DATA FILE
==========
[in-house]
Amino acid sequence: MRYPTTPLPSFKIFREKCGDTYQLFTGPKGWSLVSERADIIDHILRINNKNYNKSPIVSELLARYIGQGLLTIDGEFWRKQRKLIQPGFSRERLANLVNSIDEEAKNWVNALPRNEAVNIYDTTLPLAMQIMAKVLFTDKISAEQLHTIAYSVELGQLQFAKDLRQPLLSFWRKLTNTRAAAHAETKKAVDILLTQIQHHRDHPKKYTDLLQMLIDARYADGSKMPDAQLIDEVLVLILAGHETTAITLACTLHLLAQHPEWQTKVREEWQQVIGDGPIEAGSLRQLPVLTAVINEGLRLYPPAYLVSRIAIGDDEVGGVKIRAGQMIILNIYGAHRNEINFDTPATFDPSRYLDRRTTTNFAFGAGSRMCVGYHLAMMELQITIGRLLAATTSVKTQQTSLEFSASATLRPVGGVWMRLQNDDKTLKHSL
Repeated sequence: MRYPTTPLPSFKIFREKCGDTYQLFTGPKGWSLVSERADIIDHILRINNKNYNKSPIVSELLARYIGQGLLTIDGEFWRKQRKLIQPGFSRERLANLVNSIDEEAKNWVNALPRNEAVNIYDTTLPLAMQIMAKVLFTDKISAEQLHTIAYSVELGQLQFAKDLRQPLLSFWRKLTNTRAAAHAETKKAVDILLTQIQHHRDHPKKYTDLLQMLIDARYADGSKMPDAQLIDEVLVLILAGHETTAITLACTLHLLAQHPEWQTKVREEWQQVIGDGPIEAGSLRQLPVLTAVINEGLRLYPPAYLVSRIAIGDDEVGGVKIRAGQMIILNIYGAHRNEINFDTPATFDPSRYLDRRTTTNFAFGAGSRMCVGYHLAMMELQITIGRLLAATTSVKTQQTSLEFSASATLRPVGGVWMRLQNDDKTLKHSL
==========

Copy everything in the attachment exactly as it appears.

[in-house]
Amino acid sequence: MRYPTTPLPSFKIFREKCGDTYQLFTGPKGWSLVSERADIIDHILRINNKNYNKSPIVSELLARYIGQGLLTIDGEFWRKQRKLIQPGFSRERLANLVNSIDEEAKNWVNALPRNEAVNIYDTTLPLAMQIMAKVLFTDKISAEQLHTIAYSVELGQLQFAKDLRQPLLSFWRKLTNTRAAAHAETKKAVDILLTQIQHHRDHPKKYTDLLQMLIDARYADGSKMPDAQLIDEVLVLILAGHETTAITLACTLHLLAQHPEWQTKVREEWQQVIGDGPIEAGSLRQLPVLTAVINEGLRLYPPAYLVSRIAIGDDEVGGVKIRAGQMIILNIYGAHRNEINFDTPATFDPSRYLDRRTTTNFAFGAGSRMCVGYHLAMMELQITIGRLLAATTSVKTQQTSLEFSASATLRPVGGVWMRLQNDDKTLKHSL
Repeated sequence: MRYPTTPLPSFKIFREKCGDTYQLFTGPKGWSLVSERADIIDHILRINNKNYNKSPIVSELLARYIGQGLLTIDGEFWRKQRKLIQPGFSRERLANLVNSIDEEAKNWVNALPRNEAVNIYDTTLPLAMQIMAKVLFTDKISAEQLHTIAYSVELGQLQFAKDLRQPLLSFWRKLTNTRAAAHAETKKAVDILLTQIQHHRDHPKKYTDLLQMLIDARYADGSKMPDAQLIDEVLVLILAGHETTAITLACTLHLLAQHPEWQTKVREEWQQVIGDGPIEAGSLRQLPVLTAVINEGLRLYPPAYLVSRIAIGDDEVGGVKIRAGQMIILNIYGAHRNEINFDTPATFDPSRYLDRRTTTNFAFGAGSRMCVGYHLAMMELQITIGRLLAATTSVKTQQTSLEFSASATLRPVGGVWMRLQNDDKTLKHSL